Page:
Why file? Homestead exemption can save you approximately $600 to $650 per year on your annual ad valorem taxes. An additional benefit to the homestead exemption is Amendment 10 (Save Our Homes), which will “cap” your property’s assessed value the year following your established first year of homestead exemption.
Who May File: Every person who has legal or equitable title to real property in Florida and who has recorded the title instrument in the public records of the county where application is made. The applicant must reside on the property as of January 1st and must in good faith, make it their permanent residence to be eligible.
When to File: Exemption applications must be made no later than March 1st for the tax year applied for. Failure to make application by March 1st of the tax year shall constitute a waiver of the exemption privilege for that year. Homestead exemption applications may be filed after March 1st, but the exemption will be applied in the next tax year.
Where to Apply: Property Appraiser’s Office, 73 Eglin Parkway NE Suite 202, Fort Walton Beach; or Property Appraiser’s Office, Okaloosa County Courthouse, 101 E. James Lee Blvd., Room 104, Crestview.
First Time Applicants: First-time applicants must come in person to file their application and bring ALL supporting documentation in order to start the application.. However, the application and required supporting documentation must be brought to one of the two above listed locations. Only one signature is required for joint owners who are married with the same last name; however, all documentation listed below must be provided on all applications. All signatures are necessary if owners who occupy the home have different last names.
The Following Information Is Required to apply for ANY exemption: (click here for full checklist) : 1. One of the following: recorded warranty deed, last tax bill, printout from our website of your property, closing documentation. 2. Florida Driver License reflecting current Florida residential address (change of address must be prior to January 1st): all joint owners who reside on the property need Florida Driver Licenses. (VALID IN FLORIDA ONLY LICENSES ARE NOT SUFFICIENT). 3. Florida Vehicle Registrations reflecting current Florida residential address (change of address must be prior to January 1st). All vehicles owned by the applicants must have resident Florida registrations. Leased vehicles and nonresident registrations CANNOT be accepted. NOTE: Non-resident military registrations MUST be switched to FL resident registrations, as military members must also comply with the residency requirements for exemption purposes.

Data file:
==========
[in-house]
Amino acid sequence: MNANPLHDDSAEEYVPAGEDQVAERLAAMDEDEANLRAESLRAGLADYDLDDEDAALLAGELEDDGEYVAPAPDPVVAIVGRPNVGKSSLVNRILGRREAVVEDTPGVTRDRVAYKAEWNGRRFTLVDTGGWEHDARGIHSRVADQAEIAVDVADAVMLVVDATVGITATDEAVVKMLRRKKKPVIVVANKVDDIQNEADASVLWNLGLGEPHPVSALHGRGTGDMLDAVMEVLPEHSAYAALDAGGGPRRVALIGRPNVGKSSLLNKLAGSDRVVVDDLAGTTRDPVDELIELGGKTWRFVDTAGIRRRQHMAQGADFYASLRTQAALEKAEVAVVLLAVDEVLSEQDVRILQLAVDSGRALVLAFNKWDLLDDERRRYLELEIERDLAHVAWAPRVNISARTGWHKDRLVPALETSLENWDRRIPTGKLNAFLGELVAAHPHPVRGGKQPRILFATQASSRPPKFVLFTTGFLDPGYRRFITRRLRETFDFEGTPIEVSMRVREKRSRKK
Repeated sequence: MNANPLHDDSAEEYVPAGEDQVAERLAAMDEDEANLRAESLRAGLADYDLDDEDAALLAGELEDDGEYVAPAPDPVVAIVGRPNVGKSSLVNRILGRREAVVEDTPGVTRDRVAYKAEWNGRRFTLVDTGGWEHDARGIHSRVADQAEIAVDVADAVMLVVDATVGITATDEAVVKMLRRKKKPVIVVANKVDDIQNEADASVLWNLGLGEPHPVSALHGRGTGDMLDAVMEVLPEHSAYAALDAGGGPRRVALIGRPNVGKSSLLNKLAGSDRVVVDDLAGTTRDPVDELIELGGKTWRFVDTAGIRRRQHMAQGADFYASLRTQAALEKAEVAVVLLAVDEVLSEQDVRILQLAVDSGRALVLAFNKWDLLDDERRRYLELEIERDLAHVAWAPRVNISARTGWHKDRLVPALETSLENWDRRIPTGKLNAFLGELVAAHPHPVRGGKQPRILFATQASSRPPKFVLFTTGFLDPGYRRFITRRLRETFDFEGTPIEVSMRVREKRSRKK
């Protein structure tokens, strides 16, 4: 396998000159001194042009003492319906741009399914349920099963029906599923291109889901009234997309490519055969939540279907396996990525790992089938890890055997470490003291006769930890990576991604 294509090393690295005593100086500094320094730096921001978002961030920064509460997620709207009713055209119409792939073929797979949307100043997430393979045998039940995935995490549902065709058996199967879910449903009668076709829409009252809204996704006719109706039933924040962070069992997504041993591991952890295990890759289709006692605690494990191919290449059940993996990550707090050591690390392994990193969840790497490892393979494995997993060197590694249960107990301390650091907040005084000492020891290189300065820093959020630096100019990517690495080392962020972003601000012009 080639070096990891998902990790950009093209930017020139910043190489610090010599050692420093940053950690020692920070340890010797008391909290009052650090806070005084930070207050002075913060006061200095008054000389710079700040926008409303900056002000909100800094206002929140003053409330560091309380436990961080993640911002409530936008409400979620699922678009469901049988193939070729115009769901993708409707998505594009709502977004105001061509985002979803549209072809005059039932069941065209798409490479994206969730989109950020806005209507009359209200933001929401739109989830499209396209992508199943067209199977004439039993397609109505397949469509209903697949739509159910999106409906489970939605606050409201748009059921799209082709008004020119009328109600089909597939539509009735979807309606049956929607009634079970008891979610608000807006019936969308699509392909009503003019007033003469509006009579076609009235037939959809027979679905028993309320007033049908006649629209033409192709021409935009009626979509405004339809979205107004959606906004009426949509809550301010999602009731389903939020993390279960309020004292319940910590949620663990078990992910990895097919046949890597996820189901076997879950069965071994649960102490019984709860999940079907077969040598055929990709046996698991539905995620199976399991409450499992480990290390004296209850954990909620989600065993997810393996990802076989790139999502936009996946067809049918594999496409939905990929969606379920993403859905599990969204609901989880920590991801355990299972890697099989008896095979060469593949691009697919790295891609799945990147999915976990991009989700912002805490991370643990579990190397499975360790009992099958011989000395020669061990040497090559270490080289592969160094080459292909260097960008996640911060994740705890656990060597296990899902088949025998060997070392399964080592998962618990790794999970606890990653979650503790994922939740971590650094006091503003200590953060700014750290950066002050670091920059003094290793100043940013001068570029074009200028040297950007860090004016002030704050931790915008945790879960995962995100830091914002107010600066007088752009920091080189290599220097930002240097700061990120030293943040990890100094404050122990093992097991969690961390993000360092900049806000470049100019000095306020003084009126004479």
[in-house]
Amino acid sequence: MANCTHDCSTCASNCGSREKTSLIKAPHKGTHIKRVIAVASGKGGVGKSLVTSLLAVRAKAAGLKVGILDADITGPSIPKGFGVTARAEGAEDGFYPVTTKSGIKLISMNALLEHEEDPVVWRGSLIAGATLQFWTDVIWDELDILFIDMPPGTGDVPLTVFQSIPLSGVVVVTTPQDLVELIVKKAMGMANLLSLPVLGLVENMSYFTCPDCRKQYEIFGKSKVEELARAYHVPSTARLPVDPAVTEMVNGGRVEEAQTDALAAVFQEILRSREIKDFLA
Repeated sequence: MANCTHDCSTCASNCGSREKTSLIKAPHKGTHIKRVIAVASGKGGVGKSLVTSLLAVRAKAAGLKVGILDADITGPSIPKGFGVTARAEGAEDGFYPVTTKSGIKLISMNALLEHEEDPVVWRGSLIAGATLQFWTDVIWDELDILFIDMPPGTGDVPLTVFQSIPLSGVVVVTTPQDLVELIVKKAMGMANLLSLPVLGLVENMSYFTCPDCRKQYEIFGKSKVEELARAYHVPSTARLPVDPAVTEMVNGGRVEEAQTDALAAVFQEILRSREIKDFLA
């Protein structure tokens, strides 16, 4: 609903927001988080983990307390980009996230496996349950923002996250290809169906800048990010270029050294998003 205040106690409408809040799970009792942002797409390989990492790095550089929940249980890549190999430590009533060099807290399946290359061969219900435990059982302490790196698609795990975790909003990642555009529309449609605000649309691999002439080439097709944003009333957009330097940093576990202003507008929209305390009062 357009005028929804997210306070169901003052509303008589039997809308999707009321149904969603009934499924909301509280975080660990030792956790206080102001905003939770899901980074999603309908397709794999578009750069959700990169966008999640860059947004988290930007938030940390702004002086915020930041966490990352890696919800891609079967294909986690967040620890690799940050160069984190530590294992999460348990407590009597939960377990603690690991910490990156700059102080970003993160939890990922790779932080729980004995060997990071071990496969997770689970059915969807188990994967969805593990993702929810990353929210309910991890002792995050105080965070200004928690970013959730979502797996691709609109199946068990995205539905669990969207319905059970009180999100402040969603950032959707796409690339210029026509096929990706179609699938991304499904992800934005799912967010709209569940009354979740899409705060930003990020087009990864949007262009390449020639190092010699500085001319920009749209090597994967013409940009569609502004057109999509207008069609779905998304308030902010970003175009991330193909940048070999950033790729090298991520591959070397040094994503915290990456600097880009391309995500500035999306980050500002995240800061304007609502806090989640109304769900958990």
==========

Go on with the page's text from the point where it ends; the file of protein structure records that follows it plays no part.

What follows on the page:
4. Social Security numbers are required for all owners listed on the deed. Owners must bring in something that verifies their number; social security card, medicare card, military ID card or most recent Income tax return filed with IRS. 5. Declaration of Domicile or Florida Voter Registration Card reflecting current residential address. If an owner does not have a car registered in their name, one of these documents will be required as proof of residency.
Please read the instructions carefully and be sure to comply with deadlines.
Our office is currently accepting 2013 Exemption Applications.
Niceville High School and The Collegiate High School of Northwest Florida State Colelge rank among the best schools in Florida for 2012. On a scale of 1500 points, Collegiate scored 1489 and Niceville scored 1312. Those scores place Collegiate at fifth and Niceville at 34th out of the 430 Florida public schools. High Schools scoring 1050 or higher receive an A grade.
Four of the other five Okaloosa County public high schools–Baker, Choctawhatchee, Crestview and Fort Walton Beach received an A designation for 2012.
Top 5 Reasons to buy a new home
I have been helping customers negotiate some great deals on new homes here in the Florida Panhandle.
I wanted to share the top 5 reasons to buy a new home compared to a re sale.
You have to look at the total savings or as I like to call it the total cost of
New Homes usually come with special incentives that are not always advertised “Free Stuff“
New Homes will have a lower cost to insure when compared to a re sale
New Homes must meet a very high level of energy efficiency
New homes can be bought with very attractive financing offers
New Homes have a lower cost of annual maintenance
When you stack up all the savings purchasing a New Home is something you want to take a closer look at.